Today I was playing around with Nmap on Ubuntu Linux. I performed a port scan on our home router with nmap -sV The results were as follows:

**Starting Nmap 7.01 ( https://nmap.org ) at 2016-09-18 12:08 SAST
Nmap scan report for homerouter.cpe (
Host is up (0.0029s latency).
Not shown: 992 closed ports
22/tcp   open     tcpwrapped
23/tcp   filtered telnet
53/tcp   open     domain
80/tcp   open     http            Huawei E5172 router http admin
443/tcp  open     ssl/http        Huawei E5172 router http admin
631/tcp  filtered ipp
3000/tcp open     ppp?
8081/tcp filtered blackice-icecap
Service Info: Device: broadband router; CPE: cpe:/h:huawei:e5172

There were more ports open than I expected. For example, I can understand why port 80 and 22 were open by default. But why were ports 23, 53, 631, and 3000 open?

Should these be open? Are these ports a security risk to be left open, or are these ports needed for essential services? And if so, what are these essential services?

  • Several of those say 'filtered' which actually means nmap can't determine, but when you are scanning from the same network segment 'filtered' almost always means NOT open. On some routers the 'inside' web interface (80 and 443) although indeed essential is vulnerable to CSRF attacks, but I don't know (and don't know how to check) for your specific model. 53 is DNS; unless you can implement DNSSEC or at least DNScrypt, DNS has risks regardless of which server you use (your router or some other). Commented Sep 18, 2016 at 13:51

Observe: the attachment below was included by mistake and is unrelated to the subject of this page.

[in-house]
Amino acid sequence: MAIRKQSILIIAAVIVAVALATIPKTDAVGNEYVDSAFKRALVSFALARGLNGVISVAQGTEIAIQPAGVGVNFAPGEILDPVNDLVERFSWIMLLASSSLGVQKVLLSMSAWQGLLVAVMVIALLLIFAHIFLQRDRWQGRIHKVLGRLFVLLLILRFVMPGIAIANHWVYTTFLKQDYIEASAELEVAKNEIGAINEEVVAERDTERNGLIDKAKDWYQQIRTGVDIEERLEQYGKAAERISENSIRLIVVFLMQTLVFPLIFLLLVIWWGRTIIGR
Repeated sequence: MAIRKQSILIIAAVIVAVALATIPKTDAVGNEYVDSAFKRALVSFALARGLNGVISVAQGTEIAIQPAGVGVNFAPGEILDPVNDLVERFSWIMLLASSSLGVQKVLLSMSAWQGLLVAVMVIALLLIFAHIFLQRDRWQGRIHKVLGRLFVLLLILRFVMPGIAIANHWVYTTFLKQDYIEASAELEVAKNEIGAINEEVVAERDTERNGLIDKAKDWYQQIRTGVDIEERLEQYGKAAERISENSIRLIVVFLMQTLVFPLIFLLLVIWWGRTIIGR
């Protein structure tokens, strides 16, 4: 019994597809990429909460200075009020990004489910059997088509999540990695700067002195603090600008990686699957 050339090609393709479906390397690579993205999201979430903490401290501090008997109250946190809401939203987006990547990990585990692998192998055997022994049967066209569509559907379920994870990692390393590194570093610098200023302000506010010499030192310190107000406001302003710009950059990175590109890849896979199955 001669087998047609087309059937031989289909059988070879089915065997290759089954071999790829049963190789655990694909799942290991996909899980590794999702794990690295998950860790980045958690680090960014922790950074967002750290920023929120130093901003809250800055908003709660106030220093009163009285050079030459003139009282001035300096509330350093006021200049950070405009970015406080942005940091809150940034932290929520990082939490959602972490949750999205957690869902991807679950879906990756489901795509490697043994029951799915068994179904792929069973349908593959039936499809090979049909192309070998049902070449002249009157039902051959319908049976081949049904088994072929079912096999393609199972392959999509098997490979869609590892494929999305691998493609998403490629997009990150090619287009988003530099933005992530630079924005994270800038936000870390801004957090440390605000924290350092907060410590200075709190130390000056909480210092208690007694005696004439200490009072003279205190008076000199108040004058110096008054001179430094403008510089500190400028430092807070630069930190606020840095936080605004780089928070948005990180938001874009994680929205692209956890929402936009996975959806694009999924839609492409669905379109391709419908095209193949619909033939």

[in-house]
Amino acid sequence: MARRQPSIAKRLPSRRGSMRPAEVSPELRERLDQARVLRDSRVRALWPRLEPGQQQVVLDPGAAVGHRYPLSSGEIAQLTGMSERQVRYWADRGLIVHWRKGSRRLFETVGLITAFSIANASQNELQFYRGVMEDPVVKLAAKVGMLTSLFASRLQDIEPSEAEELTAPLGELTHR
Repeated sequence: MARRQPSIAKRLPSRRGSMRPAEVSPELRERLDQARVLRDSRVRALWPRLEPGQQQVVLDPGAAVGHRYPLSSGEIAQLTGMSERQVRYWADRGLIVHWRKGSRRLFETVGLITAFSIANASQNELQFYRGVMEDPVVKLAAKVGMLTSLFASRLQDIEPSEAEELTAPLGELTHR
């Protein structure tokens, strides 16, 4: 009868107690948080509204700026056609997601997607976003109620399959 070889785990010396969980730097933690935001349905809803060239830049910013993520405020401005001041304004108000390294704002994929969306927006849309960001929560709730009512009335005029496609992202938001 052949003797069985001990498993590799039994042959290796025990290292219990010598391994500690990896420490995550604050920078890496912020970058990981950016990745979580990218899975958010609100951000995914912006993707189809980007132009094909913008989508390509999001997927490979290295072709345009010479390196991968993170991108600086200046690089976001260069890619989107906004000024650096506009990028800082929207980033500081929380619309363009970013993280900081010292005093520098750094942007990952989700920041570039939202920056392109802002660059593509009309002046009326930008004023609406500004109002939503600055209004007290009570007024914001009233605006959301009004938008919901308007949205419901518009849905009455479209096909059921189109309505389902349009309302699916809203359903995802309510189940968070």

• I can't find any specific security issues with the Huawei E5172 though Huawei certainly had problems a few years ago. Commented Sep 18, 2016 at 18:59

1 Answer 1

  • 23 - for TELNET connections (remote shell, insecure)
  • 22 - for SSH connections (remote shell, secure)
  • 53 - DNS lookups
  • 3000 - PPP is a method for connecting to the WAN
  • 631 - IP printing
  • 80, 443 - are the standard admin web interface. 443 is for HTTPS, 80 for HTTP
  • 8081 - This one is slightly harder. It would generally be used for a web service of some kind. It is also possible that another device on your network has opened this via UPnP.

So yes, all of those are valid for the internal port of a router.

Every open port does, of course, carry some risk and it is better to close any you don't actually need but that is dependent on the router actually allowing you to. The moral here is that most consumer routers are terrible for security! Not only do they leave ports open that aren't needed (purely to make things simple to configure) but they rarely get firmware updates to keep them secure.

Ideally, you would want to close ports 23, 80, 631 (if you aren't doing printing via the router). 3000 may not be needed but you would have to test that. However, it is unlikely that the router provides a method to do this.

If you want better security, go for a router that allows replacement firmware in the form of OpenWRT or for a make that understands security such as the EdgeRouter Lite from Ubiquity. They may not be quite as convenient to configure (though even that is certainly up for debate) but the get far more updates and generally get any issues dealt with quickly.

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